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comply

[ kuhm-plahy ]
/ kəmˈplaɪ /
||
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verb (used without object), com·plied, com·ply·ing.

to act or be in accordance with wishes, requests, demands, requirements, conditions, etc.; agree (sometimes followed by with): They asked him to leave and he complied. She has complied with the requirements.
Obsolete. to be courteous or conciliatory.

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RELATED WORDS

satisfy, quit, obey, acquiesce, submit, observe, defer, accord, accede, ditto, perform, mind, yield, keep, fold, fulfill, discharge, respect

Nearby words

compliment, complimentary, complimentary close, compline, complot, comply, compo, component, component of complement, componential analysis, componentry

Origin of comply

1595–1605; < Italian complire < Spanish cumplir (see compliment) to fulfill, accomplish < Latin complēre, equivalent to com- com- + plē- fill + -re infinitive suffix
SYNONYMS FOR comply
Related formsun·com·ply·ing, adjective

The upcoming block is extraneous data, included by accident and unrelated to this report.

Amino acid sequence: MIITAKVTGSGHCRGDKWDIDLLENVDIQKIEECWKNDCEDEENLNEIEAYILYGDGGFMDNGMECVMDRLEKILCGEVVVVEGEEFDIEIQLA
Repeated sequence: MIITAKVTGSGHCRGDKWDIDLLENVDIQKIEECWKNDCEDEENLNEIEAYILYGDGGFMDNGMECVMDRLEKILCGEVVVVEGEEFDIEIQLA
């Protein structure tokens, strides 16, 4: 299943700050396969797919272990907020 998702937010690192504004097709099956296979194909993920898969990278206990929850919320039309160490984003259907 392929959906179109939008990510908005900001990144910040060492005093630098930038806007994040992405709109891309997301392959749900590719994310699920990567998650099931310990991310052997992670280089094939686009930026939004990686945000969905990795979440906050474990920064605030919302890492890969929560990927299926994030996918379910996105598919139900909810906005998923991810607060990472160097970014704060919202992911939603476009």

Dictionary.com Unabridged Based on the Random House Unabridged Dictionary, © Random House, Inc. 2019

Examples from the Web for complies

British Dictionary definitions for complies

comply

/ (kəmˈplaɪ) /

verb -plies, -plying or -plied (intr)

(usually foll by with) to act in accordance with rules, wishes, etc; be obedient (to)
obsolete to be obedient or complaisant
Derived Formscomplier, noun

Word Origin for comply

C17: from Italian complire, from Spanish cumplir to complete; see compliment
Collins English Dictionary - Complete & Unabridged 2012 Digital Edition © William Collins Sons & Co. Ltd. 1979, 1986 © HarperCollins Publishers 1998, 2000, 2003, 2005, 2006, 2007, 2009, 2012

Word Origin and History for complies

comply


v.

early 14c., "to fulfill, carry out," from Old French compli, past participle of complir "to accomplish, fulfill, carry out," from Vulgar Latin *complire, from Latin complere "to fill up" (see complete (adj.)). Meaning influenced by ply (v.2). Sense of "to consent" began c.1600 and might have been a reintroduction from Italian, where complire had come to mean "satisfy by 'filling up' the forms of courtesy."

Online Etymology Dictionary, © 2010 Douglas Harper